Computer languages and Applied Math

September 8, 2010

(This article was first published on Maximize Productivity with Industrial Engineer and Operations Research Tools, and kindly contributed to R-bloggers)

There is no question that computer languages have helped pushed the envelope for applied mathematics.  It is hard to imagine where we would be without airline scheduling, supply chain management, or inventory control if it were not for all of the great advances in optimization and statistical computing.  I have thought a lot about the convergence of computing and Operations Research.  In fact I brought up a discussion on the topic on OR-Exchange with the question “Is programming skills a requirement for today’s OR practitioner?”  You would think with all of the advances in computing that programming would be simpler but that is not the case.

There is an interesting debate in the R-project community about the shortcomings of the R language.  Xi’an Og posted a discussion on R shortcomings re-posted from another blog.  The consensus of the R community seems to be that R is an inferior language but has a brilliant library of resources.  So where does that leave the practioner?  Does the practioner need to update their coding skills and develop something better in another computer language?  I find it really interesting that some of the first solutions to this debate is to scrap everything and start over.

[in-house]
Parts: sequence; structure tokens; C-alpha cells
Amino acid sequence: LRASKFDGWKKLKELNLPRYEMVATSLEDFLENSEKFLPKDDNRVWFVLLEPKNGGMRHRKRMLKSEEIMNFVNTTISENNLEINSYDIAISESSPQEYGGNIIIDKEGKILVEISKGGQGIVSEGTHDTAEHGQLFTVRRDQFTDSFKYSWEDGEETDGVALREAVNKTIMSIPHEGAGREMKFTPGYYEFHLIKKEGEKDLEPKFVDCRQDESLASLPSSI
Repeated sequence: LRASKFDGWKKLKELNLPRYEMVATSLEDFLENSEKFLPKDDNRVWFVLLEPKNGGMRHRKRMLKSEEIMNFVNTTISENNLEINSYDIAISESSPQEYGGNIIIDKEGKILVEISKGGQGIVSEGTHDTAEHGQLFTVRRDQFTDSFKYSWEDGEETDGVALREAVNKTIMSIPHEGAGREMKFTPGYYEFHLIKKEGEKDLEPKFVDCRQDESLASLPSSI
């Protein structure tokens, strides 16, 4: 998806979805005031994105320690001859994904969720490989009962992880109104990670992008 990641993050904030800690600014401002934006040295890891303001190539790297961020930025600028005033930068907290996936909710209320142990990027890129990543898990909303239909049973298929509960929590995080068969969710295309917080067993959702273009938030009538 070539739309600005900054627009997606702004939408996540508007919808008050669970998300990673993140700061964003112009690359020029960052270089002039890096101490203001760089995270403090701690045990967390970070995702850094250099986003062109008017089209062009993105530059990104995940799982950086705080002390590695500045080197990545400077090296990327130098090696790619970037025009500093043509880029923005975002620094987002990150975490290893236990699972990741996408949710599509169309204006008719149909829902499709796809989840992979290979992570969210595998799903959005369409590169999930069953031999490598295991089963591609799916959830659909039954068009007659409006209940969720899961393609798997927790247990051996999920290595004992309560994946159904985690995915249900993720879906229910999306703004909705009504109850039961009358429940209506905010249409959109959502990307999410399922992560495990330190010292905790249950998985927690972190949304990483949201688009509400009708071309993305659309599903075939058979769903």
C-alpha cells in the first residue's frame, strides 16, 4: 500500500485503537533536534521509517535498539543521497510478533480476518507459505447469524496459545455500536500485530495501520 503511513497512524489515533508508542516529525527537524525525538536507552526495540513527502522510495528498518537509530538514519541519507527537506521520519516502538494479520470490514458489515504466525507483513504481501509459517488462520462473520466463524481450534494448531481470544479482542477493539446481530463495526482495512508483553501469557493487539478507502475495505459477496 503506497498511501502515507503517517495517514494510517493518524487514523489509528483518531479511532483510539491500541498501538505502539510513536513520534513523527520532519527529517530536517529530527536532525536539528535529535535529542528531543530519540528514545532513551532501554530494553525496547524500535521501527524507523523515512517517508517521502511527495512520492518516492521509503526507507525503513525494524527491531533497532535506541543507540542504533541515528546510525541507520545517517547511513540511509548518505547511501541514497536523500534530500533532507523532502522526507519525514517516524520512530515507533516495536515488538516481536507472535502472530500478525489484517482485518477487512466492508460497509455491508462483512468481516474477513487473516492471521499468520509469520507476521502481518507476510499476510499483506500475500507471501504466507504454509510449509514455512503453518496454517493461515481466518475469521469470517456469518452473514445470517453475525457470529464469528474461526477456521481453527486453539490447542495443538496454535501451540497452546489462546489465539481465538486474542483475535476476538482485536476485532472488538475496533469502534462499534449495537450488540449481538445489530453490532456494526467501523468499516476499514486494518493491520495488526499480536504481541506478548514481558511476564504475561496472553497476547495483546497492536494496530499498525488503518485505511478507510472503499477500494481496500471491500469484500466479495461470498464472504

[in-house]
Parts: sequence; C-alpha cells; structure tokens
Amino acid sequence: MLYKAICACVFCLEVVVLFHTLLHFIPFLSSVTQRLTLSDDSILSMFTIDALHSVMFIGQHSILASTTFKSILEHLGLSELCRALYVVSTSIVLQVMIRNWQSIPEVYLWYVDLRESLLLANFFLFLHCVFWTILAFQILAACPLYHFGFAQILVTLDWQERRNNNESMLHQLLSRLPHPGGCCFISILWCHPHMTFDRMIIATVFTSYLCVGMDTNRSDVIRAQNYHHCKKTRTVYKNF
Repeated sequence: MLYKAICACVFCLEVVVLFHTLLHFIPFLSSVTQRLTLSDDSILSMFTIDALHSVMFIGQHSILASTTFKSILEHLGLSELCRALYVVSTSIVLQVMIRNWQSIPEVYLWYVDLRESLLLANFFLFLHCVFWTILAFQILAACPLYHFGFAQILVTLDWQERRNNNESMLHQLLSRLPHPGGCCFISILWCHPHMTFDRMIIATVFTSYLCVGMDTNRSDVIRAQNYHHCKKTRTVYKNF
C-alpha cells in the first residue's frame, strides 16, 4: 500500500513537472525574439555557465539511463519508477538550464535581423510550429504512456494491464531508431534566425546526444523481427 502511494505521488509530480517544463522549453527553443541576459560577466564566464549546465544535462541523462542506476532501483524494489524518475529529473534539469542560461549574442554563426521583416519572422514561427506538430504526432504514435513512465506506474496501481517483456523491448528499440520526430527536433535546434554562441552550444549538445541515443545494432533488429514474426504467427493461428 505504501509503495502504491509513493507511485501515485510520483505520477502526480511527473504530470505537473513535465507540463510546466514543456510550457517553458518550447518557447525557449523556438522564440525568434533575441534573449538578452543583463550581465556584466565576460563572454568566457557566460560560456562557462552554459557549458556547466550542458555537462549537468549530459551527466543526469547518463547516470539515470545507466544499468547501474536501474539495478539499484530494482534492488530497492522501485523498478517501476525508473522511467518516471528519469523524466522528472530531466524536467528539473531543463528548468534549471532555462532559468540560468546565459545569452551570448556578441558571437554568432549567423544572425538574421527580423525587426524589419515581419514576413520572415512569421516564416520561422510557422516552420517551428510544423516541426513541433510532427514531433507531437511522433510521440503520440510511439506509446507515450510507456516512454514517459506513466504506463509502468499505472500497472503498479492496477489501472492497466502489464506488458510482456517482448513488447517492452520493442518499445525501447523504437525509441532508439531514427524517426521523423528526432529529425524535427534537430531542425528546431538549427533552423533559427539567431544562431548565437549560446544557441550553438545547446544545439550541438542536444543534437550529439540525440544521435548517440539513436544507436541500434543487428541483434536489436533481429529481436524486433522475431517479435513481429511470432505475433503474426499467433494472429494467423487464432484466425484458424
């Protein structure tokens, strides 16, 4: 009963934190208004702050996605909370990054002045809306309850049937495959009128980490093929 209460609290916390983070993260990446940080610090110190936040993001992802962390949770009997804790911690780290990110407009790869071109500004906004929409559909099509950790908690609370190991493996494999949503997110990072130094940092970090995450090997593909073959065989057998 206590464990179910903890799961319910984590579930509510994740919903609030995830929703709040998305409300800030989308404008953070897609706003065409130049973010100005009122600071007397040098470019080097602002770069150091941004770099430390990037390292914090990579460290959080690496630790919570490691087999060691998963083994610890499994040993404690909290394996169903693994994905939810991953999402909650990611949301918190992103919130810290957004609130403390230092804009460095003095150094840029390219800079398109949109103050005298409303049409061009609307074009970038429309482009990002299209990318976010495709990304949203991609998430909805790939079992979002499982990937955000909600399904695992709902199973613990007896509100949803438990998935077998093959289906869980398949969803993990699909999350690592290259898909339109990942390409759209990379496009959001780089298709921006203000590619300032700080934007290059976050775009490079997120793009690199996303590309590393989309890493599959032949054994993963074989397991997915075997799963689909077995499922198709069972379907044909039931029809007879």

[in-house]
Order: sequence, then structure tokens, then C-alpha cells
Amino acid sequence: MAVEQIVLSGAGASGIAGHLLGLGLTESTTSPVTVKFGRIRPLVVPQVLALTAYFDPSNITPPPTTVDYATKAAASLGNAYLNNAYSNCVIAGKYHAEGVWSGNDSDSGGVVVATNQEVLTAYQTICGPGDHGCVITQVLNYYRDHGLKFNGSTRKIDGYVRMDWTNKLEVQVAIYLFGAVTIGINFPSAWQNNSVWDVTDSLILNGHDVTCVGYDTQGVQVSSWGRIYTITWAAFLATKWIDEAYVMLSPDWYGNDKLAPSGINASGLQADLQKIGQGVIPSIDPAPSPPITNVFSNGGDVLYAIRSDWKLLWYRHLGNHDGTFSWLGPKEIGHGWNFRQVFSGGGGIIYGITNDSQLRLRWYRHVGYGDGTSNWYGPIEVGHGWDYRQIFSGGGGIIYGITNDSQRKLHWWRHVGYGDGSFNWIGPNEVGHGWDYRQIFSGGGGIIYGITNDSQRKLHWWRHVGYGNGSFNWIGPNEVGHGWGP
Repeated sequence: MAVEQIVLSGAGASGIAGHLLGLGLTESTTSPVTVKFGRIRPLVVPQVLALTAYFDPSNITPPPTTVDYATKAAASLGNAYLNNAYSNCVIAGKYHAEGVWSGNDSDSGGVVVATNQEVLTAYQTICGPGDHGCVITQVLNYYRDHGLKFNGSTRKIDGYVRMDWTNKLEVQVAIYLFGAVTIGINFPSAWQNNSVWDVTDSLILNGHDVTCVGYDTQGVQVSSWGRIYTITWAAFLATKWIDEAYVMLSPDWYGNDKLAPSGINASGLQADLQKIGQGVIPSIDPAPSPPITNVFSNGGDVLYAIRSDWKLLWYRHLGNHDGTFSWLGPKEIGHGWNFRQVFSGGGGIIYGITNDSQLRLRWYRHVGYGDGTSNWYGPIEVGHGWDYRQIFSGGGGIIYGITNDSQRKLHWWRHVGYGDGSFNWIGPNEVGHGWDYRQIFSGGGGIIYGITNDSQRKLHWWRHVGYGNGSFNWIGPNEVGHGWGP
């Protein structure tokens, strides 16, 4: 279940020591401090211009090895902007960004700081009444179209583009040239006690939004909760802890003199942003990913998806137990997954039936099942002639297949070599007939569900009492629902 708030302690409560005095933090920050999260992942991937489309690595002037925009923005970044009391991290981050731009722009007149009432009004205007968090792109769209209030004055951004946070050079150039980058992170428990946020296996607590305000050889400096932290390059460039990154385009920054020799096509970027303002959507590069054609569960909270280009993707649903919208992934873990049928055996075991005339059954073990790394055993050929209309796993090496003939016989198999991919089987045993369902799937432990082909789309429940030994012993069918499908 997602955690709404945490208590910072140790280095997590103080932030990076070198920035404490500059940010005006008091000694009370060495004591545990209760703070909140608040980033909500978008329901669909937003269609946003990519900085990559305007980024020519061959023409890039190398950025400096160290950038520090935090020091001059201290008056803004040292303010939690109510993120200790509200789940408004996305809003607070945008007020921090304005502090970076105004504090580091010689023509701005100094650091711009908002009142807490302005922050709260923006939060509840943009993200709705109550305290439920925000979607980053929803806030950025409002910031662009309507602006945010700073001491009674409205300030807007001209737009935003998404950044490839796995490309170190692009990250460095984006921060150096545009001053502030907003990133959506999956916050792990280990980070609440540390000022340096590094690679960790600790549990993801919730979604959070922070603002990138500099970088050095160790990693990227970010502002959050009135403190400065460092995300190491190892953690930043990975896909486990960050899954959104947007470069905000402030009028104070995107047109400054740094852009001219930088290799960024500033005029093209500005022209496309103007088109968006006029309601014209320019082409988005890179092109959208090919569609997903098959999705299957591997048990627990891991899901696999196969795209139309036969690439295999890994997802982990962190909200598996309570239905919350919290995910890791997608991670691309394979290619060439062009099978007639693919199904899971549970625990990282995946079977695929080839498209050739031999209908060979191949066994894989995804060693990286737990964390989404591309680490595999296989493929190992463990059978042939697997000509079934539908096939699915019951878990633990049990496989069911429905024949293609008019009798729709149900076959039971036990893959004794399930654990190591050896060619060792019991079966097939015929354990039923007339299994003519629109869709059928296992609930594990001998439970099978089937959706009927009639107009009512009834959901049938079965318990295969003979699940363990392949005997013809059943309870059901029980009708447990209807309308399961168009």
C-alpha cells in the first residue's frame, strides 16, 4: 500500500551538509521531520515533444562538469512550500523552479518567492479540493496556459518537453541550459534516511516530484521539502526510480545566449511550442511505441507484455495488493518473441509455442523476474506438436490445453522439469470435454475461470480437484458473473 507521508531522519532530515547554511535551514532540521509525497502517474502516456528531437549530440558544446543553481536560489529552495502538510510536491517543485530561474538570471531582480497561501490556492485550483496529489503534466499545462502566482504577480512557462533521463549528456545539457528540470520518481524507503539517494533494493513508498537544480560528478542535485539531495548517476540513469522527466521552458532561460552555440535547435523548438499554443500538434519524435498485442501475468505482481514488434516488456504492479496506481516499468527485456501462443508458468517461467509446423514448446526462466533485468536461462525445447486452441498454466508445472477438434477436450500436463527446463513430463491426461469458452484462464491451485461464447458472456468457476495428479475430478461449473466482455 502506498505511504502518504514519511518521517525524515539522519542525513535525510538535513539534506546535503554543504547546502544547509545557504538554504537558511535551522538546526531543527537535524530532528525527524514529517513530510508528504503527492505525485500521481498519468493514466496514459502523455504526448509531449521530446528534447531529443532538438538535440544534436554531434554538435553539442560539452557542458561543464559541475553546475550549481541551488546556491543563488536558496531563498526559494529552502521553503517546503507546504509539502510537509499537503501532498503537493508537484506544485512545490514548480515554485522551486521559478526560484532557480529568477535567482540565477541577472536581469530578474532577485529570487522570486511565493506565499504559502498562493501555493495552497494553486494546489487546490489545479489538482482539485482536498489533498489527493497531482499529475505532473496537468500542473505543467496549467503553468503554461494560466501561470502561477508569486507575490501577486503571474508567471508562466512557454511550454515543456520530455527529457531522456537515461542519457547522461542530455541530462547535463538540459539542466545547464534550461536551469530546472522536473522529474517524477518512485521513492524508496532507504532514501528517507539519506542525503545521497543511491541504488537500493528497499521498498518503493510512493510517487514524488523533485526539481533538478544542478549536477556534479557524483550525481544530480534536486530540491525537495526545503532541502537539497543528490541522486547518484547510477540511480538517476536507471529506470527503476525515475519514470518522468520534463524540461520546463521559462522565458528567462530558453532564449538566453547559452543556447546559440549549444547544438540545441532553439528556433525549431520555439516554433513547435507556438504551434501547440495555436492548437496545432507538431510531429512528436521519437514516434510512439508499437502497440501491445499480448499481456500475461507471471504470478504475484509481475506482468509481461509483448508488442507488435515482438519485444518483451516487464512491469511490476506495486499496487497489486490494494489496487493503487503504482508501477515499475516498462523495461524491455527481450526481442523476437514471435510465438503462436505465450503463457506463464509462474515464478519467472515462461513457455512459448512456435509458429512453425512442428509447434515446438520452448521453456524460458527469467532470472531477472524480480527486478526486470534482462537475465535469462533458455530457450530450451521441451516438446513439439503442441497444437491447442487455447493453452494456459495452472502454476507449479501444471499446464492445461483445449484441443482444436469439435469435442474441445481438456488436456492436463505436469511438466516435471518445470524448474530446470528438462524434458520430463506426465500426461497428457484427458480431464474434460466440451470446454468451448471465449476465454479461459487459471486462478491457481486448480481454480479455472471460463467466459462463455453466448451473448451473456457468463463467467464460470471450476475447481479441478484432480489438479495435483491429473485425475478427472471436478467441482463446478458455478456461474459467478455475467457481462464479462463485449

I don’t think this debate is ever going to change.  The computer is always going to be a valuable tool for the Operations Research practitioner.  The tools we use to complete our daily tasks need to ubiquitous but also readily available.  Let’s just say that the slide rule is not going to be making any sort of comeback. 

I believe that the Open Source model has a real advantage here over the proprietary counterparts in this debate.  The community has a lot of input into Open Source software.  It is often called a meritocracy.  The best solutions continue while those that do not go away in obscurity in the Open Source model.  This is one of the reasons why I advocate Open Source software.  In the end I think R is going to be fine.  There will be advances, possible even forks of the software, but there will always be progress.  The only limitations seem to be of what we could dream.

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